Let’s Git Familiar — Part 1: Git Fundamentals
This story is the first part of a series on Git Version Control System Fundamentals. If you want to proceed, you can find the second part of the series here.
Git is a free, open-source Distributed Version Control System (DVCS) and it keeps track of projects and files as they change over time with the help of different contributors. Git keeps track of the changes made to the code. So when a bug arrises you can see what stage of the development caused the bug and you can revert the change.
The major difference between Git and any other VCS’s like SVN is the way Git stores the data parts. Git doesn’t store the data like a regular file system. With every commit, Git captures the current Snapshot of the files and stores them. To be more efficient, if files have not changed, Git doesn’t store the file again, just a link to the previous identical file it has already stored.
This part is going to be only an introductory to Git ecosystem, the details of how Git works and all of the workflows will be mentioned in later writings. So now let’s go over the Git commands and how you use them briefly. By the way you surely can use any of the Git GUI application to handle Git commands but I strongly suggest you to at least learn the commands on terminal.
Almost every Git operation is done on the local machine. (That is one reason why Git is super efficient. The performans details will be on the later writings.)
Let’s review the basic commands that you will need when you start to use Git.
So let’s assume that you are working on a project. You created the bare project and wrote some code. Now it is time for you to use some Git magic. Open up your terminal and go to your project’s location.
First command is the initialization command. With it, you create your local Git repository and a file with .init extension is created.
After that you can add your personel information to that git repository such as your e-mail address and your user name. (These are optional of course.)
Git config —global user.name ‘your user name’Git config —global user.email ‘your e-mail address’
Important stuff! You add your files to your local git repository using git add <file name> command. Ex git add index.html If you want to add all files in your directory you can use git add . For example if you only want to add your html files to your local git repository you go with git add *.html
git add index.html // adds index.html to local git repogit add *.html // adds all html files to local git repogit add . // adds all files to local git repo
Now you keep track of every change you made on your local repository using git status command. It show you which files you added and which files you did not. It also notifies you if you made some changes on any added files. This command is your best buddy. You will use it a lot to know what is going on with the local repository.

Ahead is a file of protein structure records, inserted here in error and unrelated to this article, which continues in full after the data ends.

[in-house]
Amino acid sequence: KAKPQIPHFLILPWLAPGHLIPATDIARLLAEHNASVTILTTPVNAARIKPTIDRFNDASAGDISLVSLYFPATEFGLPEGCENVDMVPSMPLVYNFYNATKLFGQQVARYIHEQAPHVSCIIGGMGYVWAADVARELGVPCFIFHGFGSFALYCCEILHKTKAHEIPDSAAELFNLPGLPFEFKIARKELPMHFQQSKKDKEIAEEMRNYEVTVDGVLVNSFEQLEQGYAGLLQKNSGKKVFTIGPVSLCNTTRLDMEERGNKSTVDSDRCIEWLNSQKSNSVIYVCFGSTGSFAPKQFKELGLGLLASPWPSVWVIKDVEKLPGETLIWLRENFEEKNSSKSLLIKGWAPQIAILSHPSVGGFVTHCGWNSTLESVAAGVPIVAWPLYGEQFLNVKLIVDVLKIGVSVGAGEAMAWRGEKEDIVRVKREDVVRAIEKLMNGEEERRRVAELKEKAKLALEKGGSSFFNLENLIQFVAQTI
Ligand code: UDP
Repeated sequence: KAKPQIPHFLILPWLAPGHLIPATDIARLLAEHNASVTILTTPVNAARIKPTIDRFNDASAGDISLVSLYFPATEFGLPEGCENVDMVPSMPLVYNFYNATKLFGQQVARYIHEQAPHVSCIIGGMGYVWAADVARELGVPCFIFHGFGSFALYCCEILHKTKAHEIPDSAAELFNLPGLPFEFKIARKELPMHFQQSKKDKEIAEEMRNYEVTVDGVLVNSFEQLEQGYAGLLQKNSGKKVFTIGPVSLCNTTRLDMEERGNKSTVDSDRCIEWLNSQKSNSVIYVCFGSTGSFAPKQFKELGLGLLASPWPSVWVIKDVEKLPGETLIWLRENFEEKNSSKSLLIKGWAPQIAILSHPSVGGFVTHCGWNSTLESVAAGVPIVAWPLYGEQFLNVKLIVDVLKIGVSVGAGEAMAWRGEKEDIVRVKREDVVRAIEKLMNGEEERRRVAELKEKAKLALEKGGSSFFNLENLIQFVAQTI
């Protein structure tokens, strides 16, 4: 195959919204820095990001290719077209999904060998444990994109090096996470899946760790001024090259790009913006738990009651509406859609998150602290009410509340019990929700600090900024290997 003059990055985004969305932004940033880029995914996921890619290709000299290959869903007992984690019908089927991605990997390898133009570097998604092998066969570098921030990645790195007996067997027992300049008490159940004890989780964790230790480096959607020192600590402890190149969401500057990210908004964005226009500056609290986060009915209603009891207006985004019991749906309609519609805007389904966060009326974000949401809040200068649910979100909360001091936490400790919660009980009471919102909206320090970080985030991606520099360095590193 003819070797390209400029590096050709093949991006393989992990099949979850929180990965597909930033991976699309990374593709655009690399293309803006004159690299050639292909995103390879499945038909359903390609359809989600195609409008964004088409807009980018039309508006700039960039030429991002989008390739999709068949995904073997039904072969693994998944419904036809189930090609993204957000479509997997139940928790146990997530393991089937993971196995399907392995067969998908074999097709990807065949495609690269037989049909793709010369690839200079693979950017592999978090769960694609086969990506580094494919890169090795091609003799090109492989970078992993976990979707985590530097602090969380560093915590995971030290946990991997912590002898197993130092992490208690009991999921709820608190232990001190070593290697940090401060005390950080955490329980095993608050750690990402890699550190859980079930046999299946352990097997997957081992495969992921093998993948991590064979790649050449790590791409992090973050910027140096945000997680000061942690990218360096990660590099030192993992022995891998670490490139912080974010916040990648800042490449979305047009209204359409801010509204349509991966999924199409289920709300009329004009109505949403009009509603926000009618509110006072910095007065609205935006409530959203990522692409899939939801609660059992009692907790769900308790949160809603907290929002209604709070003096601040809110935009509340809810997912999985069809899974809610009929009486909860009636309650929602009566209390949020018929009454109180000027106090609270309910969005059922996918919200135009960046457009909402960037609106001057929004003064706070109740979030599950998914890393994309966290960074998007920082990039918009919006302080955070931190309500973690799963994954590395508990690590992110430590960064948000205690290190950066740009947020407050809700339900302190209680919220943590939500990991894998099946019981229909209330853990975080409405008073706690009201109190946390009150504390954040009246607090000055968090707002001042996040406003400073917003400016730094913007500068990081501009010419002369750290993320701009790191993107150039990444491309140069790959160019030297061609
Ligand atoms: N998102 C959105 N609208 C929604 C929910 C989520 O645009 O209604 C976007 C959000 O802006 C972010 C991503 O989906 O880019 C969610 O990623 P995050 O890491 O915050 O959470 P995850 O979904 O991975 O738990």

You used git status and you have seen some files you did not want to add to your local Git repository in the first place. You can undo that by git rm — cached <file name>
git rm --cached index.html // deletes index.html from git repo
You often have some files you don’t need to version with Git and you don’t want to manually add or delete them over and over again. All you need to do is you create “.gitignore” file.
Let’s examine this with and example. You have a log file called “Log.txt”. It is very common not to version log files so you don’t want to add it to your repository. All you need to do is to open your .gitignore file and write one line: Log.txt . After that git add . adds all of your files to your local repository but “Log.txt”. Git excludes every file or directory in .gitignore file. (You place / before your directory name.)
This is the time for taking snapshots of your files on your local repository. Git commit does that for you. Write git commit -m ‘<commit description goes here>’ on your terminal and you get your first snapshot of your code files. (Or any other file for that matter.) After that whenever you make any changes on your files, you first write git add . To add all of them to local repository and use git commit -m ‘<description>’ to commit those changes.
git commit -m 'initial commit'
So far you commit your changes but all of your files are still in your computer. You need to send them to a remote server for obvious reasons. Let’s say you or your team is using Github for Git VCS. For one time only you need to add your remote repository to your project. With git remote add origin https://github.com/user-name/project-name you add your GitHub repository as remote repository for your project. After that all you need to do to send your files to the remote repository with git push command. It will push your local repository to Master branch of your remote repository. (No worries. Branching will be on the later writings.)
git remote add origin https://github.com/myUser/myAwesomeApp
You also get your projects latest version by writing git pull via your terminal. If you want to get a project from Github or any other Git based VCS servers, you use git clone <git url of the project or ssh link>
git pull // Gets the latest snapshot from remote git repo to your // local repogit clone https://github.com/myUser/myAwesomeApp.git // Clones the // app to your directory
This story has became very long just with these basic commands. You can find more advance commands like branching, merging, creating pull requests, rebasing etc on later writings. You can also find information about some best practices about Git version control system such as Git Workflows on later writings as well. You can find the second part of the series here.